Visiting the Ancient Burial Grounds in Sta Cruz Island, Zamboanga City
After enjoying the cerulean skies, the pink sands, and the translucent blue tides of the Great Santa Cruz Island beach, our tour guide led us to a less lively place in the island… to the burial grounds of Santa Cruz Island. We treaded to the eastern part of the Great Santa Cruz Island, said goodbye to the lively waves, and said hello to the island’s historical past.
Before the 1970s, before tourists frolicked in the pink sands and sunny skies of the Great Santa Cruz Island, the local folks used some parts of the island as a burial ground. The burial grounds were used by the local tribes, the Badjao and the Sama Bangingi. Since the burial grounds were quite interesting, we visited them one at a time. We first went to the burial grounds of the Badjao’s.
The Badjao tribe are traditionally from the Sulu group of Islands in the Philippine archipelago, some coastal areas in Mindanao, and even in Northern Borneo. The Badjao have lived by the sea as a traditional lifestyle, and have a very interesting culture. One aspect of the Badjao’s seaborne culture I particularly like is the tribe’s use of small wooden sailing vessels, which include the vinta, like the colorful boats we saw just a while back in the livelier part of the Great Santa Cruz Island. It’s amazing how culture is transmitted from one place to another.
The Badjao’s seaborne culture is also portrayed in the burial grounds. Unlike the graves in Roman Catholic cemeteries, the Badjao’s graves in the burial site are smaller, and are simply decorated with wooden boats, ancient-looking carved sundok (gravestones), and grave plots. The boats signify the tribe’s respect for the ocean, where they live. The Badjao also believe that there is life after death; the wooden boats given as tribute to their dead are also given to them, therefore, so that the dearly departed Badjao could carry on living in the afterlife by the sea.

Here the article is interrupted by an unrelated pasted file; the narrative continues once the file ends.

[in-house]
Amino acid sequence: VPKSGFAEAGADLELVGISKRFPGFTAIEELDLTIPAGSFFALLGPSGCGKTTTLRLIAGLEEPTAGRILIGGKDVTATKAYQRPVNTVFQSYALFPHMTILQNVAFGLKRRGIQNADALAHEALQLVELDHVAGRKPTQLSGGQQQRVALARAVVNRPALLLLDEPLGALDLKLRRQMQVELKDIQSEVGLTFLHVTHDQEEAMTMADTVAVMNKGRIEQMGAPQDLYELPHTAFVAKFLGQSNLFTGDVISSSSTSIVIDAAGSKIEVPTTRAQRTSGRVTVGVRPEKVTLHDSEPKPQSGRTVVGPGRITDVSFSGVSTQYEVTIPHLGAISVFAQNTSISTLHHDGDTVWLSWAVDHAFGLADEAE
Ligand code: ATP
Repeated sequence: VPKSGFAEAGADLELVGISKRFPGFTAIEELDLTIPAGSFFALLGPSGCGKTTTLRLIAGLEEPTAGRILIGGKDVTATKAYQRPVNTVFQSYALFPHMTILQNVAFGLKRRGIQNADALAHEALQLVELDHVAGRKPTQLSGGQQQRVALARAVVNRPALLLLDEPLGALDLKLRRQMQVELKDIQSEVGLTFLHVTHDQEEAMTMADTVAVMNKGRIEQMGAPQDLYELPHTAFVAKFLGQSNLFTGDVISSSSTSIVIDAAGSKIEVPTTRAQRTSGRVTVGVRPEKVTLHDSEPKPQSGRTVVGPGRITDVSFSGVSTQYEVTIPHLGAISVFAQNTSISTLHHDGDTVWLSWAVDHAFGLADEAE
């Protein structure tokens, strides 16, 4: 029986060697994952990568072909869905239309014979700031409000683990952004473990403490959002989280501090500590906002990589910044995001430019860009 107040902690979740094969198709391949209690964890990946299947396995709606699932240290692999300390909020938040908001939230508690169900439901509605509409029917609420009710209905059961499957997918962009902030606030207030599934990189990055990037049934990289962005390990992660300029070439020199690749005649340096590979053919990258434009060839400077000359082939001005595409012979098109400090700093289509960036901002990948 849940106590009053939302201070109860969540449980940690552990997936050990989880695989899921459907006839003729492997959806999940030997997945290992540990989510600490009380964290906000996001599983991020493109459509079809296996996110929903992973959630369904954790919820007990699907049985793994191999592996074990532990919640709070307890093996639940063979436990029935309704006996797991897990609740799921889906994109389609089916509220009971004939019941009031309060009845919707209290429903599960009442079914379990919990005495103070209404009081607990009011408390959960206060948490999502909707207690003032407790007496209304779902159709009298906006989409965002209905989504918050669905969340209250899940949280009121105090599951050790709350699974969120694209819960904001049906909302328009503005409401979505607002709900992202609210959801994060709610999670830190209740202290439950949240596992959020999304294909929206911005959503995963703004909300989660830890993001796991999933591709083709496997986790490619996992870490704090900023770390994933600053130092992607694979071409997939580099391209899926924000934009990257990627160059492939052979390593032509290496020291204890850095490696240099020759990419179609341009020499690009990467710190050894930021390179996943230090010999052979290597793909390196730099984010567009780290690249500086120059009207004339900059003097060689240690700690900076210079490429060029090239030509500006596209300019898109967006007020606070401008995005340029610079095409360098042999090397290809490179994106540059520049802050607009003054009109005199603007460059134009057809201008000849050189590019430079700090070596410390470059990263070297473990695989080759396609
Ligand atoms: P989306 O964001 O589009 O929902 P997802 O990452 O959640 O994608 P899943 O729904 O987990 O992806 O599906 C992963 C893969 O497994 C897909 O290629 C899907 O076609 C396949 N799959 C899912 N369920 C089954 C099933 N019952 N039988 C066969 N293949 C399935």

Aside from the vinta, I also noticed that the family of the departed used to give the dead’s favorite possession. One grave I saw had cigarettes, clothes, and a complete set of betel nut chew accessories—which includes lime, palm nut (areca), buyo, and cola leaves. These were all so old and worn out by the sun, but I felt the warmth of the tributes nonetheless.
Other gravestones in the burial ground had several graves with different other gifts as well. We were told that the family of the dead visited the burial grounds regularly to give the dead more gifts.
After offering the dearly departed Badjao our own prayers, we headed next to the Sama Bangingi burial ground, which was just a few meters away.
The Sama Bangingi, like the Badjao, are also traditionally from the Sulu group of islands, and some parts of the southern and western coastal regions of the Zamboanga Peninsula. The Sama Bangingi also live by the sea. Aside from wooden boats like the vinta, the Sama Bangingi also builded forts known locally as kuta. Historically speaking, the Sama Bangingi had been active during the Spanish Colonization era. It is believed that the Sama Bangingi helped hold off the Spaniards, who were promoting Christianity, among others.
Now, with the war far over, the Sama Bangingi burial ground is now quiet and peaceful, almost as if frozen in time. The gravestones are weathered and worn out by the sun and by the tides, but the burial ground continues to show the history and culture of the Sama Bangigi and the Badjao tribes.
Today, the part of the island is no longer an active burial ground. An ordinance issued by Zamboanga City’s local government forbids adding more grave to the grounds, In fact the last buried member of the Badjao tribe found in the area was in 1974.
While we were in the burial ground, our tour guide showed us a tayumtayum, a flower of a shrub that looks similar to sea urchins. In fact, we were told that the flower looked like a running sea urchin when one drops it in the sea during the windy season.
We left the burial grounds not long after. Seeing the ancient burial grounds will all the sand, gravestones, and sunlight-worn tributes was very haunting, but it was a very interesting trip indeed. Seeing how such a long-left burial site contained the culture of the tribes that used to use the area simply amazes me up until this day. The Great Santa Cruz Island is really just more than a beautiful pink sand beach, it’s also a gold mine for history and culture.
There’s so much to explore here, and the Great Santa Cruz Island deserves a second (or maybe a third) visit!